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Alaska Jobs Support Claremont Art Colony
Men Work in North During Summer, Earn Money to Carry On for Rest of Year

Los Angeles Times, 1961
by Cordell Hicks

Art, like food and shelter, is one of the basic necessities of man.


In the earliest days, when a cave was called home, the walls were decorated with paintings of the hunt, or with themes of mystic significance.

All over the world artists group together by choice.

There is the Left Bank of Paris, Greenwich Village in New York, in Mexico at Puebla there is the "Barrio del Artista."

And then there is the colony of young and talented men and women of Claremont.

Works Bought Up

A short time ago an art auction was held in Claremont on W Football Blvd. At the experimental, concerted effort paintings, drawings, prints, sculpture, pottery, tapestries and mosaic works created by the artists sold to the vanishing point on a rainy day—and with little advance notice.

Because some of the works were from young men who have received international recognition the question arose among art lovers "Why Claremont?"

An informal survey of six of the 35 or 40 who live in the college town and pursue their several art fields there brought answers with many points of similarity.

Four Are Married

Of the six, four are married—three of them have children. All have homes in Claremont and three have separate studios. They range in age from 23 to 32. All have attended either Claremont Men’s College, Claremont College, Harvey Mudd College, Pomona College or Scripps College, or used the art facilities of the five associated schools.

It is the practice of the men to go each summer to Alaska to work as firefighters and surveyors. This furnishes the money that enables them to devote the rest of the year to being artists.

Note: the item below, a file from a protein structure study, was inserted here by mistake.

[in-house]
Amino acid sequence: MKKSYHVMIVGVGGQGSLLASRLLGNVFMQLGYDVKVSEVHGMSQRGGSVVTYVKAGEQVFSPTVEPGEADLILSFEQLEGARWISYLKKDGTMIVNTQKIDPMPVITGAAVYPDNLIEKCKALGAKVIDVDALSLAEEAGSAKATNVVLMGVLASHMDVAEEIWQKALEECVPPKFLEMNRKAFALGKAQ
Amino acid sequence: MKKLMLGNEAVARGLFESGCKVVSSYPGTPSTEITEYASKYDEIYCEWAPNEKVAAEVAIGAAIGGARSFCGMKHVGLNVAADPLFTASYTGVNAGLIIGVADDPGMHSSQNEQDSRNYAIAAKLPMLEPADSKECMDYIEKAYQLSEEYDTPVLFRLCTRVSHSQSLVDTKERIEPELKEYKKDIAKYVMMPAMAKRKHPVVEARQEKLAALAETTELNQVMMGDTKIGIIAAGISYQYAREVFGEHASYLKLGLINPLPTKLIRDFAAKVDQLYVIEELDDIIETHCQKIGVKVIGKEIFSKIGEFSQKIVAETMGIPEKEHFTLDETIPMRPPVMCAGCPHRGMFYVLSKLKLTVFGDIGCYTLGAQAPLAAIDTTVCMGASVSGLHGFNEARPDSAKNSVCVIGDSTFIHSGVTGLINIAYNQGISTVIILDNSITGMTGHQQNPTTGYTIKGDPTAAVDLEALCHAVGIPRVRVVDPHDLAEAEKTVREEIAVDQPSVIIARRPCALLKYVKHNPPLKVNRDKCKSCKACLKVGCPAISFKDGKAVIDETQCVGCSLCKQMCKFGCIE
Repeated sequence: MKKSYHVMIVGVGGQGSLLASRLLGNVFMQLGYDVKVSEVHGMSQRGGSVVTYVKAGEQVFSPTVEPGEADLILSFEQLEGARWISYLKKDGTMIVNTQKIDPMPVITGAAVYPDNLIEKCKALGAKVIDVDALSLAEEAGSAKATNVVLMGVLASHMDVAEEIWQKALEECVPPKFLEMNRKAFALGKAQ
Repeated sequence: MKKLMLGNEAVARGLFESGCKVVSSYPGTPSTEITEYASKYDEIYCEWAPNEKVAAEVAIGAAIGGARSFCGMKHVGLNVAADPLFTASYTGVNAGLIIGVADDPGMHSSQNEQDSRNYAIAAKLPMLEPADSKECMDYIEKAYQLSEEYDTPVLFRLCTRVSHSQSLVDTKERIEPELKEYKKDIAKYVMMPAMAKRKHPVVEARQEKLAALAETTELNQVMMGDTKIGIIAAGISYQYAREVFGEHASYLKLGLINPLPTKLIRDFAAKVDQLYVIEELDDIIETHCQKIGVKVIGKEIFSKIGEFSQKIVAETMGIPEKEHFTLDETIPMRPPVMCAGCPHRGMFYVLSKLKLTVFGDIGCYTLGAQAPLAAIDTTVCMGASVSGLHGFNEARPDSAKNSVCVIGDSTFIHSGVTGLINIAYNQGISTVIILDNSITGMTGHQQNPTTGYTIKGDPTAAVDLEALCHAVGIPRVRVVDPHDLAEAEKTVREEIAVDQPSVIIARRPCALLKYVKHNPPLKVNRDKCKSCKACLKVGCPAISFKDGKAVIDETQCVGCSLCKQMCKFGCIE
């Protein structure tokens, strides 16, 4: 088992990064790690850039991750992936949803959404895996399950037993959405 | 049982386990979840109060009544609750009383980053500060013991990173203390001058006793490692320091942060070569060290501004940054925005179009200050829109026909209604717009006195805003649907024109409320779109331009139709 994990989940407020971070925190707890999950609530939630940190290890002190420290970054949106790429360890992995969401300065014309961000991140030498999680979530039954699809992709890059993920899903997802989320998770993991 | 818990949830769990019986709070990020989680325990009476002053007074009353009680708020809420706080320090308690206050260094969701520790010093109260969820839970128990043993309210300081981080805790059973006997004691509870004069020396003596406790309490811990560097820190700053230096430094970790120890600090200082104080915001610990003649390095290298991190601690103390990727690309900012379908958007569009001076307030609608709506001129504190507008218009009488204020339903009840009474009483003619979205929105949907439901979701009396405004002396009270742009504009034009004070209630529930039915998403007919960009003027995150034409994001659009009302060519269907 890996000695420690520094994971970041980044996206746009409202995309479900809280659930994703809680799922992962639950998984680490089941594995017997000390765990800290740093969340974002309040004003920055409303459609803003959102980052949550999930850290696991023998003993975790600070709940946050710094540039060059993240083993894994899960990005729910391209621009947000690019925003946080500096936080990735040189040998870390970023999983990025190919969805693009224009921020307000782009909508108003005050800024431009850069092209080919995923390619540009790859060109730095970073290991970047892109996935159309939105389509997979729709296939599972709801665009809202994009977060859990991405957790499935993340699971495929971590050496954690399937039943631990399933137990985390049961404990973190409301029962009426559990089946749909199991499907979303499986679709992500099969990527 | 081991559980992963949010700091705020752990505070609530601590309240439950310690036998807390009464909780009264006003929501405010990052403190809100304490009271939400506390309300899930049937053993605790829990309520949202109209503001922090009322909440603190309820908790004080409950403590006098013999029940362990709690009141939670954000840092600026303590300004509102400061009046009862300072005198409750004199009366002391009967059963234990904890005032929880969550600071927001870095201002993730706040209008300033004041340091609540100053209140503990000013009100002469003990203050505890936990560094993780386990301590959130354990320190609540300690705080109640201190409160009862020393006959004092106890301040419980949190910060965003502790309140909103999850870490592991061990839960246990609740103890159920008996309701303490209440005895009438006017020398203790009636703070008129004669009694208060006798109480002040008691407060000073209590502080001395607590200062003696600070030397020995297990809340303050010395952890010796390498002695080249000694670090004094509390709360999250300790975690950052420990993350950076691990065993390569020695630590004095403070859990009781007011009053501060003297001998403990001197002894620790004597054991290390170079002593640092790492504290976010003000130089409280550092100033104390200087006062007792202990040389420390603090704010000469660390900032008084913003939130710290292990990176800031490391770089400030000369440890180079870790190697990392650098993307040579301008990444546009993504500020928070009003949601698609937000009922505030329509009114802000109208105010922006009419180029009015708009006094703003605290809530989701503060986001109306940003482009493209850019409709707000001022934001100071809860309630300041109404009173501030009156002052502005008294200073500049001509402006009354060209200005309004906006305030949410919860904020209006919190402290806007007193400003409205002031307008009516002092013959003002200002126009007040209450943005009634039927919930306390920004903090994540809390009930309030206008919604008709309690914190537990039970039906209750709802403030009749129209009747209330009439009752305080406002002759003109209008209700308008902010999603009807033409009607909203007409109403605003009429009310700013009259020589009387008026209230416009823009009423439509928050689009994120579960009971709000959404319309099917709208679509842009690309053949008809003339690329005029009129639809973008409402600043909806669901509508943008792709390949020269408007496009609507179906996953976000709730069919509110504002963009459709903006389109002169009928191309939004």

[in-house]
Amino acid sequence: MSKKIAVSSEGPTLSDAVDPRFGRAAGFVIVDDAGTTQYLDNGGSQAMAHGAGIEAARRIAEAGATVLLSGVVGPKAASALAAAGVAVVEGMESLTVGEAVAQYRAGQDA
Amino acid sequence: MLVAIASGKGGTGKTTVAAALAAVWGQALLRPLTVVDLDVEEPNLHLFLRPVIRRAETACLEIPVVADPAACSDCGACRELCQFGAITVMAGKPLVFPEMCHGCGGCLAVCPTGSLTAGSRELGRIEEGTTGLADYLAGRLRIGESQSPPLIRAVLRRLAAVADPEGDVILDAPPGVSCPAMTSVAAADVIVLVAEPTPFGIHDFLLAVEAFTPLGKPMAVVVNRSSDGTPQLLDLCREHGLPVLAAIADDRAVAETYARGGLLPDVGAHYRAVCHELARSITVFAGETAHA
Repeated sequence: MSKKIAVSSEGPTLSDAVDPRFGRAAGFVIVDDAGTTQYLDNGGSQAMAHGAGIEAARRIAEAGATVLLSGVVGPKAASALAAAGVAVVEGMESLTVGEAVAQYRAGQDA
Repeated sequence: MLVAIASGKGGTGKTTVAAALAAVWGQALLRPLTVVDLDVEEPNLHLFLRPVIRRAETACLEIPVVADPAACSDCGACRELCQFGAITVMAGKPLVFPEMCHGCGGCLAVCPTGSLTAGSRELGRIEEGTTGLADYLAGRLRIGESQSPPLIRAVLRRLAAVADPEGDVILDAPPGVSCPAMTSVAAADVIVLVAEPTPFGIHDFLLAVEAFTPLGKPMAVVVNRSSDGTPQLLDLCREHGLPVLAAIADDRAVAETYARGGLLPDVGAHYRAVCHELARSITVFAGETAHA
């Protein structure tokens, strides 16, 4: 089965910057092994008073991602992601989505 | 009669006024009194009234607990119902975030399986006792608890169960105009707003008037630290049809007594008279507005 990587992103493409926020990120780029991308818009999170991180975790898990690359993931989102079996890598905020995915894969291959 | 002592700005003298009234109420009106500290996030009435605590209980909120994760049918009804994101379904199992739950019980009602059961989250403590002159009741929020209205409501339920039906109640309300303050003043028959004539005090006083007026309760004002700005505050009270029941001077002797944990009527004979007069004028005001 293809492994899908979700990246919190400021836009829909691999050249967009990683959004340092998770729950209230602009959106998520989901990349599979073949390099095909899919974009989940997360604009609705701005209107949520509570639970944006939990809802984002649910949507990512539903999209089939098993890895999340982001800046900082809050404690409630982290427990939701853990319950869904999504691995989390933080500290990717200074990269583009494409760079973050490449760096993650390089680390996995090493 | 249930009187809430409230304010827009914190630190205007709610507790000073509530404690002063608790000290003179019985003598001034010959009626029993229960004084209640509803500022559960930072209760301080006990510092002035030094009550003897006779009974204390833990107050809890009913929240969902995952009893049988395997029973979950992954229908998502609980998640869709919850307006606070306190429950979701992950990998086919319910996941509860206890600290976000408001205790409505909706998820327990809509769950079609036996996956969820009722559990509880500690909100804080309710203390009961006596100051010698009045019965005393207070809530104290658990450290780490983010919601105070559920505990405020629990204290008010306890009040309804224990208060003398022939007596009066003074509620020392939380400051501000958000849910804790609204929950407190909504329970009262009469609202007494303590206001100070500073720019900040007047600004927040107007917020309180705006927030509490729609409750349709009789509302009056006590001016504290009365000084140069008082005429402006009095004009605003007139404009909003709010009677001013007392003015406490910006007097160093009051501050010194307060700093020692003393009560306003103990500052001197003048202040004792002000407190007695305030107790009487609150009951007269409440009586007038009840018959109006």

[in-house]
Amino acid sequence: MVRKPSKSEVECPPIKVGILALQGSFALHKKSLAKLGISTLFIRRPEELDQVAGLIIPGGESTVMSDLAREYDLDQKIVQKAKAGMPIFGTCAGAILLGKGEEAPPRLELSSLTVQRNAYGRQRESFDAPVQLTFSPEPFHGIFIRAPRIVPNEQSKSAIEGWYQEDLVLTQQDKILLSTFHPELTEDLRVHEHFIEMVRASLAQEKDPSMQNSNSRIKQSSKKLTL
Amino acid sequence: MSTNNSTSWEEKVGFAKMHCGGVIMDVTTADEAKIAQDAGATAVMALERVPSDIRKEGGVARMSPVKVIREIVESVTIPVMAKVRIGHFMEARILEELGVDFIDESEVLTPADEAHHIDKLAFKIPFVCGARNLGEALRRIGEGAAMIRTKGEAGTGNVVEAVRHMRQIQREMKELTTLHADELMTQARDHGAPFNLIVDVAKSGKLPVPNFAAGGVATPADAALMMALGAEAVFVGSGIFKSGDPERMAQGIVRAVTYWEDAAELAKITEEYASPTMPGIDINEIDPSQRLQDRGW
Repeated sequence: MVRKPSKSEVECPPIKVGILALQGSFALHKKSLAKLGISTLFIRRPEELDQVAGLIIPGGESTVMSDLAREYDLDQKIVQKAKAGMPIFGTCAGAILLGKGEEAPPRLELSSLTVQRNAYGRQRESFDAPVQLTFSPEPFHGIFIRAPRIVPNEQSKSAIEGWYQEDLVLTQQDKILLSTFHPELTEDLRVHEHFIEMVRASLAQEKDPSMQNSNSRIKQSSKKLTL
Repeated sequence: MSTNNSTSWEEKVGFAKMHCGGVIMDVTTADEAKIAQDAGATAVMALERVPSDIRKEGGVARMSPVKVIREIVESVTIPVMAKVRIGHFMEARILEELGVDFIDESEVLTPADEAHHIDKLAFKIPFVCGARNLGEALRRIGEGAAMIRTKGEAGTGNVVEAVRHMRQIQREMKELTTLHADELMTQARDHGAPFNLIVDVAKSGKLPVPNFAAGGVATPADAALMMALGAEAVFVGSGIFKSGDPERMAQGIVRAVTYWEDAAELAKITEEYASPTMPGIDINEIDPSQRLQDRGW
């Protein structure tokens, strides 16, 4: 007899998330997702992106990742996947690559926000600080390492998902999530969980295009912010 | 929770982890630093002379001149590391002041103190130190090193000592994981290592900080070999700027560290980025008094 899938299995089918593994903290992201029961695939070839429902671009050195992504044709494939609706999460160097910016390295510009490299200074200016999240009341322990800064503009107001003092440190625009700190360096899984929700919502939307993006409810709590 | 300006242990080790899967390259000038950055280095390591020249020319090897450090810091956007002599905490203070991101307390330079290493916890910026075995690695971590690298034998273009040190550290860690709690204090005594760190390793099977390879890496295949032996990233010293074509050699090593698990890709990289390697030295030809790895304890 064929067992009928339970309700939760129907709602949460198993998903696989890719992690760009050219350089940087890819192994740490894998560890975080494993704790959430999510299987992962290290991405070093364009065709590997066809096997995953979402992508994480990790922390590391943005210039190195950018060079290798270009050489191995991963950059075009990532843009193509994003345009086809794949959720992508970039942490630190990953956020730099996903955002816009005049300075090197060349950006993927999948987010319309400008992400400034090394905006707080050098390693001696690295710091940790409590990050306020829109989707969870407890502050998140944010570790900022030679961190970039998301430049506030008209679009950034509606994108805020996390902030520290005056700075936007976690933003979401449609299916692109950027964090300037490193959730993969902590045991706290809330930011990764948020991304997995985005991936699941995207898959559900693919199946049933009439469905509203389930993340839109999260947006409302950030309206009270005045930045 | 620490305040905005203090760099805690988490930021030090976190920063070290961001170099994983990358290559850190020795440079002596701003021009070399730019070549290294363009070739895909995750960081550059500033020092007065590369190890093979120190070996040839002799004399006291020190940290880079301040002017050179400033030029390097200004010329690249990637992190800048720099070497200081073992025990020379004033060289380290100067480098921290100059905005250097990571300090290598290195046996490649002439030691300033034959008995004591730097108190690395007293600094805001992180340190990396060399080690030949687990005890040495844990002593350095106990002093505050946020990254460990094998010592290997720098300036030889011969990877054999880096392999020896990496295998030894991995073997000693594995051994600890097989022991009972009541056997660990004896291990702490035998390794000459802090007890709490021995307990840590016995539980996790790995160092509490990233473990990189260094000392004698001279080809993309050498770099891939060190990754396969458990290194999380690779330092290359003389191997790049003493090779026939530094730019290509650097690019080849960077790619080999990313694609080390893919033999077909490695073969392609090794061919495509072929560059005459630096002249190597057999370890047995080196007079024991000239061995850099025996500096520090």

As they receive recognition (and financial rewards) in the arts their place on the annual migration to the 49th state is taken by other—and still struggling—artists.

All Own Dog

They own a large dog as common property. "Prado" made his first trip over the Alcan Highway when a pup. The mastiff is fed first always—and if times are hard the humans eat lightly to assure his meals.

All help each other when there is need but imposition is not allowed.

"We steal each other’s paint but not ideas. We all have plenty of our own," one of them said.

Jack Zajac, 32, has an artist wife, Corda, and a child. He is a tall, forceful ex-steel mill hand, fisherman, café violin player, whose works are now exhibited in Los Angeles, Rome, New York, Honolulu, Chicago, Sao Paulo, Santa Barbara and Pasadena.

Zajac has been written about in magazines and newspapers. Critics invariably term him "a true genius."

His major switch from painting to sculpture began with his Easter Goats in bronze. He is now working on heroic-size figures in his studio.

"I still want to paint," he says, "but sculpture seems the thing because I do not have all the larcenous technical knowledge and am forced to make my images the hard way."

James Strombotne, 26, like Zajac, chooses Claremont "because of circumstances, sentiment and the ‘right’ artistic atmosphere."

His powerful paintings show his inner tension. Tall and lean, he is called one of the most promising of the young figurative artists.

"Some day, in my own mind, I must feel I produced great works of art," he says. "Great art is my only concern."

Proud of Kiln

His works are featured in national news and art magazines.

"I make pots. Call me a potter," said Lindley Mixon, 25.

He is proud of a monumental kiln which he designed and built. Its temperature ranges to more than 2300 degrees.

The studio, with its kiln, is much larger than the apartment which he occupies with his young schoolgirl wife, Joyce.

Mixon’s stoneware, hand-thrown originals, is a high-fired clay with the same structure as California’s granite rocks.

"I learned to live on $80 a month and less at one time. I support myself with my own work—one of the few potters who do."

Studied at Columbia

Alfred Skondovitch, 32, born in England, studied at Columbia’s fine arts school in New York. He usually spends two months each winter in Paris.

Sooner or later he returns to Claremont—and paints. "There is less wear and tear on the nerves. One can survive better and work better here."

His goal: "To become a good painter." His works are in galleries in the East. He will join the artist migration to Alaska to work this month—then he goes back to Paris for more painting and study.

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